When a group of friends enjoying a bachelor cruise in the Caribbean stumble upon a research facility on a remote island, a deadly virus is unleashed. The group must find a way to survive before the flesh eating virus consumes them all.
The college friends Paul, Karen, Bert, Marcy and Jeff rent an isolated cabin in the woods to spend a week together. When they arrive, a man contaminated with a weird disease asks for help to them, but they get in panic and burn the man, who falls in the water reservoir and dies. The whole group, except Karen, makes a pact of drinking only beer along the week without knowing where the dead body is. When Karen drinks tap water and gets the disease, the group begins their journey to hell. Written by
Claudio Carvalho, Rio de Janeiro, Brazil
Paul contracts the killer virus by having unprotected sex with Marcy. See more »
At the beginning of the sex scene between Paul and Marcy, the red pillow on the left side of the bed is virtually upright, pinned there by Paul's head and the white pillow. Towards the end of the sex scene it is suddenly laying flat on the bed. See more »
Hey, boy. Hey, boy. Hey, boy. Unn? C'mon, boy. Hey. Hey. Hey, fella.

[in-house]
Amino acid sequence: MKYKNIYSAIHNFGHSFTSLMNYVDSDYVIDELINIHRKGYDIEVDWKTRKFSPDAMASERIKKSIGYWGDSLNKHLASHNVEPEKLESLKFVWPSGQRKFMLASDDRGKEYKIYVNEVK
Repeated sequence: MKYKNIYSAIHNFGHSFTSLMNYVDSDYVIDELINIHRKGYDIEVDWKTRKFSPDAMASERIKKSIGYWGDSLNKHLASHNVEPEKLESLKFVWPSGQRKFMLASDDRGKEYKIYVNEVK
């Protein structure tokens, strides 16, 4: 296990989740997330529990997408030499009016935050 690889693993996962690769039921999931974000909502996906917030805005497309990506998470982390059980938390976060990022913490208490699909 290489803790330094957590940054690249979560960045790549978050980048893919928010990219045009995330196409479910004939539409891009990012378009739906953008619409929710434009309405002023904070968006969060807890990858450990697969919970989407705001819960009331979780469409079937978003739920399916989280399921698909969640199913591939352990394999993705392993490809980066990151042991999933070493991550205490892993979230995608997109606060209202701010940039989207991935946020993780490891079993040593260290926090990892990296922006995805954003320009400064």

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This movie rides a too little story, and to depreciate it, is the awful acting, one girl in a black bikini, sun baking on a lazy boy in an plague infested river, she might as well been a corpse. The hillbilly music at the end credits was another minus. Five college friends head off to the woods, where a flesh eating virus, found in the polluted river, turns our fun seekers, into flesh rotting corpses. As to keep the movie running at adequate running time, which seems almost to last forever, first they show small symptoms like fevers, coughs whatever, until the slow and ugly disintegration takes effect where they form into grotesque states of being, one by one, where it's kill or be killed. Two knowing their fate have one last sexual encounter in a barn, where the first victim was kept in a quarantine by the others. So really there's your movie, it's gore, and make up effects, great, but this isn't enough to sustain it from being a good quality horror film, to Roth's following, brilliant shocker, Hostel, which is still one of the most scariest horrors I've seen in I don't know when. The mains, most of them unknowns, excluding one who's star shone bigger, gave such incredulously bad performances, I was in a state of utter disbelief. It's like they weren't ever trying to act, where you think a Christian name like Rider could make you a big star. One plus if you can call it that, was the psychopathic hillbilly locals, who added some air of menace to this insubstantial debut. Fortunately Roth went onto a better class of stuff, superior to this backwoods drivel.
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